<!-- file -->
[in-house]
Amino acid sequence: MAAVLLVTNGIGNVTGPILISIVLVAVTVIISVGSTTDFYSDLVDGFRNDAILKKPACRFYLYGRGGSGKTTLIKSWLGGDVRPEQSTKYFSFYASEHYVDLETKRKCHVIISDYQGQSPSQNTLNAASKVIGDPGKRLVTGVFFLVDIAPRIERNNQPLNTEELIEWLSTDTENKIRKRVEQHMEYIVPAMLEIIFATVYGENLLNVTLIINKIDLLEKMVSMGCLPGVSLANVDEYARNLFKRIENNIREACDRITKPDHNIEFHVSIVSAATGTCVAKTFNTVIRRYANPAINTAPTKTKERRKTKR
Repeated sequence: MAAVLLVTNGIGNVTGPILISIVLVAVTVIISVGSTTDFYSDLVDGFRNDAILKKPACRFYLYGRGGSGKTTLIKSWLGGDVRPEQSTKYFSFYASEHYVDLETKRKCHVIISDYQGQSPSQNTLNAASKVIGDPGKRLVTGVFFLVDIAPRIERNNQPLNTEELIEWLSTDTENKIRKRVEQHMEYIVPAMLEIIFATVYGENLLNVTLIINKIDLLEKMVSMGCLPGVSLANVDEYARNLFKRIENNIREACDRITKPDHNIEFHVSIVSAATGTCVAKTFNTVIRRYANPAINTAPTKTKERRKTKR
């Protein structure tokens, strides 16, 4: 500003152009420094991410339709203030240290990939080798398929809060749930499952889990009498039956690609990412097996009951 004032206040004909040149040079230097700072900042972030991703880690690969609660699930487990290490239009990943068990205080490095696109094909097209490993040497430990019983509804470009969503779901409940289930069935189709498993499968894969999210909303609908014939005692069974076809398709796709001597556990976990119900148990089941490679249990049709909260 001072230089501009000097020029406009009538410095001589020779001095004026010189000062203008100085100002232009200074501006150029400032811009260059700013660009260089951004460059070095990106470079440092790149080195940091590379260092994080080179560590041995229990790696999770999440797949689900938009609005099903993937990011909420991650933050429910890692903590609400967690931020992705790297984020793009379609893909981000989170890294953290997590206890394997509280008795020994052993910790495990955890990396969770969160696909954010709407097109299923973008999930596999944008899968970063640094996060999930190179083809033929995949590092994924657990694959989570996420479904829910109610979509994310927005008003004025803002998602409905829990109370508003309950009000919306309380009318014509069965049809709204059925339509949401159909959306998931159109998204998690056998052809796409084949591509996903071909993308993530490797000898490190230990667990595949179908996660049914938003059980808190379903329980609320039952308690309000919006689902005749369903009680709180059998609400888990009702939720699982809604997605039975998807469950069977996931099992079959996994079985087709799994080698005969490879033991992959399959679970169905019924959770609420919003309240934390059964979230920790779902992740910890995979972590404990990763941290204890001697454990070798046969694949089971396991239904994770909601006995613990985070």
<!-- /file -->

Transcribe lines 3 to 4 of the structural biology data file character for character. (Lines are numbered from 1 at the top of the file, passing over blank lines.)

Repeated sequence: MAAVLLVTNGIGNVTGPILISIVLVAVTVIISVGSTTDFYSDLVDGFRNDAILKKPACRFYLYGRGGSGKTTLIKSWLGGDVRPEQSTKYFSFYASEHYVDLETKRKCHVIISDYQGQSPSQNTLNAASKVIGDPGKRLVTGVFFLVDIAPRIERNNQPLNTEELIEWLSTDTENKIRKRVEQHMEYIVPAMLEIIFATVYGENLLNVTLIINKIDLLEKMVSMGCLPGVSLANVDEYARNLFKRIENNIREACDRITKPDHNIEFHVSIVSAATGTCVAKTFNTVIRRYANPAINTAPTKTKERRKTKR
């Protein structure tokens, strides 16, 4: 500003152009420094991410339709203030240290990939080798398929809060749930499952889990009498039956690609990412097996009951 004032206040004909040149040079230097700072900042972030991703880690690969609660699930487990290490239009990943068990205080490095696109094909097209490993040497430990019983509804470009969503779901409940289930069935189709498993499968894969999210909303609908014939005692069974076809398709796709001597556990976990119900148990089941490679249990049709909260 001072230089501009000097020029406009009538410095001589020779001095004026010189000062203008100085100002232009200074501006150029400032811009260059700013660009260089951004460059070095990106470079440092790149080195940091590379260092994080080179560590041995229990790696999770999440797949689900938009609005099903993937990011909420991650933050429910890692903590609400967690931020992705790297984020793009379609893909981000989170890294953290997590206890394997509280008795020994052993910790495990955890990396969770969160696909954010709407097109299923973008999930596999944008899968970063640094996060999930190179083809033929995949590092994924657990694959989570996420479904829910109610979509994310927005008003004025803002998602409905829990109370508003309950009000919306309380009318014509069965049809709204059925339509949401159909959306998931159109998204998690056998052809796409084949591509996903071909993308993530490797000898490190230990667990595949179908996660049914938003059980808190379903329980609320039952308690309000919006689902005749369903009680709180059998609400888990009702939720699982809604997605039975998807469950069977996931099992079959996994079985087709799994080698005969490879033991992959399959679970169905019924959770609420919003309240934390059964979230920790779902992740910890995979972590404990990763941290204890001697454990070798046969694949089971396991239904994770909601006995613990985070």